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Monday, June 20, 2011

The Cure

In 2044, it was finally done. Obesity was conquered.

The savior of human health was Dr. Martin Guilietti. Treatment after treatment had failed to cure obesity for half a century as the epidemic swept the world. Food production continued to meet and exceed consumption and demand, despite continual ups and downs in the economy. By 2040, except a few of the poorest countries in Africa, all other countries had an obesity rate above 50%.

Driven by a sense of desperation in the face of suffocating health care costs, government agencies in every country quickly approved Dr. Guilietti's composite gene therapy that plugged all the major energy conservation holes in the human physiological system. No one currently alive could be cured, but the next generation would. The gene therapy, which used a viral vector to enter the embryo, must be injected within the first trimester to take effect. Nevertheless, the treatment was snapped up by millions upon millions of expecting mothers as governments subsidized the treatment, hoping the investment would pay off through lower rates of diabetes, cardiovascular disease, and arthritis in future generations.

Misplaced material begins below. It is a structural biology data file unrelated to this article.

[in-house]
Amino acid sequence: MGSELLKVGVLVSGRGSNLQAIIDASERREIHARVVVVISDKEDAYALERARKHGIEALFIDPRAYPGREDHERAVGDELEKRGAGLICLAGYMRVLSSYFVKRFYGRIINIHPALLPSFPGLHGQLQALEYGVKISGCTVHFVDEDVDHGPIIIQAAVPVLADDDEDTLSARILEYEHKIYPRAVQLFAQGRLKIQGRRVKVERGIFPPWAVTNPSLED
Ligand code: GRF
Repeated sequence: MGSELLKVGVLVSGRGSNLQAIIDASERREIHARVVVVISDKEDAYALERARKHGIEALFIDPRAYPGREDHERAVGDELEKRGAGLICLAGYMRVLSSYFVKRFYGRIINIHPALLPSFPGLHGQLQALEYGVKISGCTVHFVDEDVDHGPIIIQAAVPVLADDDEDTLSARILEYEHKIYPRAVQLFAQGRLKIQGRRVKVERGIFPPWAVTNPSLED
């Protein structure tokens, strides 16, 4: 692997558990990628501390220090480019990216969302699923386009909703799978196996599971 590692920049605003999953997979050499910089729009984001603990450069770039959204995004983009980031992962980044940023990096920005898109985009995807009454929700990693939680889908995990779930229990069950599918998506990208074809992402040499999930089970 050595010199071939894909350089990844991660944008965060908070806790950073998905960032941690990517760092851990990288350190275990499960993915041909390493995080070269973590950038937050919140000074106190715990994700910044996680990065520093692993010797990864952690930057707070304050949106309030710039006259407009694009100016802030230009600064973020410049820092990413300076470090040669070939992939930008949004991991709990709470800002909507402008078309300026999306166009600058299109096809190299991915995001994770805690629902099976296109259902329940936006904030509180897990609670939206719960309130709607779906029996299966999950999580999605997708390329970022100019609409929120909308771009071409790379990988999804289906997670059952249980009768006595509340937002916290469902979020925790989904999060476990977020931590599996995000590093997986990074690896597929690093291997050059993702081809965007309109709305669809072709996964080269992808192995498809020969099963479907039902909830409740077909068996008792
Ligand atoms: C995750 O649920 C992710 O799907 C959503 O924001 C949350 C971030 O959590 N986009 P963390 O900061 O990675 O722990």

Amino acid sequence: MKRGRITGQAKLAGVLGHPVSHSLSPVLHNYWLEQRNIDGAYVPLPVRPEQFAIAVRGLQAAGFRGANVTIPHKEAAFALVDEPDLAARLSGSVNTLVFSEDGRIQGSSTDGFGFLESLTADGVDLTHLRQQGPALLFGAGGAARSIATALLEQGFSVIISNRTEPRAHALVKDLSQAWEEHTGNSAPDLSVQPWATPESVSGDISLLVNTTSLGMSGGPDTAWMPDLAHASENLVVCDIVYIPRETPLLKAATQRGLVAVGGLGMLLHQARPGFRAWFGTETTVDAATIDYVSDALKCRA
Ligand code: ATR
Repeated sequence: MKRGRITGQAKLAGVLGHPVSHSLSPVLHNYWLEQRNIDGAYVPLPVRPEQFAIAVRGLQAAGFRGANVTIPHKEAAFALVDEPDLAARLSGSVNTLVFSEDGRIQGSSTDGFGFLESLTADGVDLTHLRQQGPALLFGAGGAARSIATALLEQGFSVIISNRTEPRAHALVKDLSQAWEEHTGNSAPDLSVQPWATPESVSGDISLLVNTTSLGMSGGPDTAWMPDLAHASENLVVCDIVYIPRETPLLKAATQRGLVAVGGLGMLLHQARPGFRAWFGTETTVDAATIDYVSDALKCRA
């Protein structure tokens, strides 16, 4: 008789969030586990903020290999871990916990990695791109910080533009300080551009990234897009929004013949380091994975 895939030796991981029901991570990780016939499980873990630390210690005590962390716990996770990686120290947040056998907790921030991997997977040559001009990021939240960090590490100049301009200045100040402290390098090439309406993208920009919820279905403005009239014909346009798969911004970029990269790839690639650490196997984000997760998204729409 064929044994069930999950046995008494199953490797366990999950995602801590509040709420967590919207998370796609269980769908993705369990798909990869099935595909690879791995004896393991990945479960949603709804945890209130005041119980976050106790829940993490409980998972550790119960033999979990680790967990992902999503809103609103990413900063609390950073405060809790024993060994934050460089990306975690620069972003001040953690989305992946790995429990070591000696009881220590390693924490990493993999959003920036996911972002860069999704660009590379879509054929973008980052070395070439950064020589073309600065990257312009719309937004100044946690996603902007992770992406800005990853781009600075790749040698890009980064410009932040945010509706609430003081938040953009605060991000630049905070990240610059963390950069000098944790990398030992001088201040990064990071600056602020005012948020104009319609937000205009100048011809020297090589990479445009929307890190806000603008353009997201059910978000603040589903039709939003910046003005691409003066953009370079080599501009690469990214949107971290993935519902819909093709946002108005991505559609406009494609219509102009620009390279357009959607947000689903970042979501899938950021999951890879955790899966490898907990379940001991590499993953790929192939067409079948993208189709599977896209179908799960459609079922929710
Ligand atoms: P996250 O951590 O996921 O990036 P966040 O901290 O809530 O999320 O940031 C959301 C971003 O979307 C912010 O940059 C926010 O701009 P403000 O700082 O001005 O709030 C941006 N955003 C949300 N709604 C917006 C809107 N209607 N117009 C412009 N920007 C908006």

The therapy worked wonderfully. The rate of obesity steadily declined as the first group of children grew up and more and more children received it. Within less than 100 years, obesity virtually disappeared on the face of the earth, with the exception of a few poor African countries --- not poor enough for their people to remain starved and thin, but poor enough to have been unable to afford the cure. And, indeed, life expectancy returned to its rising trend after decades of decline.

Humanity was so elated by this achievement that the world saw a rare period of peace with no major military conflict for nearly 20 years. Unfortunately, Dr. Guilietti did not live to receive a Nobel Prize in medicine for his discovery. His statutes were erected in no fewer than 105 countries.

In 2132, famine hit.

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